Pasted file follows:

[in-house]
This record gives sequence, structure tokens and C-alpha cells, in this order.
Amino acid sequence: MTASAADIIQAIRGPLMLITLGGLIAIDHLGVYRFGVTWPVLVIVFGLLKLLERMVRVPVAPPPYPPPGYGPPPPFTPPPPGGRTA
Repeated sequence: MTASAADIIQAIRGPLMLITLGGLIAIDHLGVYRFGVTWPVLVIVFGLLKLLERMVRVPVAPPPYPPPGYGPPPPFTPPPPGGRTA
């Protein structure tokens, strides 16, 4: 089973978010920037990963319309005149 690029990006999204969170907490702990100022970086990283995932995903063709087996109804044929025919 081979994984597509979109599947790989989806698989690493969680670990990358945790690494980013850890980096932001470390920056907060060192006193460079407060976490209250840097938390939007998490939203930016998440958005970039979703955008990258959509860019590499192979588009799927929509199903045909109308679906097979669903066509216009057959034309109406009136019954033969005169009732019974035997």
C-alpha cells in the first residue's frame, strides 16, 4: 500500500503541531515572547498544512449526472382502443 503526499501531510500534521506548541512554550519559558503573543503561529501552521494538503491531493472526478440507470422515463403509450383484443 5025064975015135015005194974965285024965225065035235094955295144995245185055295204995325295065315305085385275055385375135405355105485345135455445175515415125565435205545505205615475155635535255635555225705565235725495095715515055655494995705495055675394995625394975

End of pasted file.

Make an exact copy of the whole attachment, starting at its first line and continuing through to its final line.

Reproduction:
[in-house]
This record gives sequence, structure tokens and C-alpha cells, in this order.
Amino acid sequence: MTASAADIIQAIRGPLMLITLGGLIAIDHLGVYRFGVTWPVLVIVFGLLKLLERMVRVPVAPPPYPPPGYGPPPPFTPPPPGGRTA
Repeated sequence: MTASAADIIQAIRGPLMLITLGGLIAIDHLGVYRFGVTWPVLVIVFGLLKLLERMVRVPVAPPPYPPPGYGPPPPFTPPPPGGRTA
């Protein structure tokens, strides 16, 4: 089973978010920037990963319309005149 690029990006999204969170907490702990100022970086990283995932995903063709087996109804044929025919 081979994984597509979109599947790989989806698989690493969680670990990358945790690494980013850890980096932001470390920056907060060192006193460079407060976490209250840097938390939007998490939203930016998440958005970039979703955008990258959509860019590499192979588009799927929509199903045909109308679906097979669903066509216009057959034309109406009136019954033969005169009732019974035997």
C-alpha cells in the first residue's frame, strides 16, 4: 500500500503541531515572547498544512449526472382502443 503526499501531510500534521506548541512554550519559558503573543503561529501552521494538503491531493472526478440507470422515463403509450383484443 5025064975015135015005194974965285024965225065035235094955295144995245185055295204995325295065315305085385275055385375135405355105485345135455445175515415125565435205545505205615475155635535255635555225705565235725495095715515055655494995705495055675394995625394975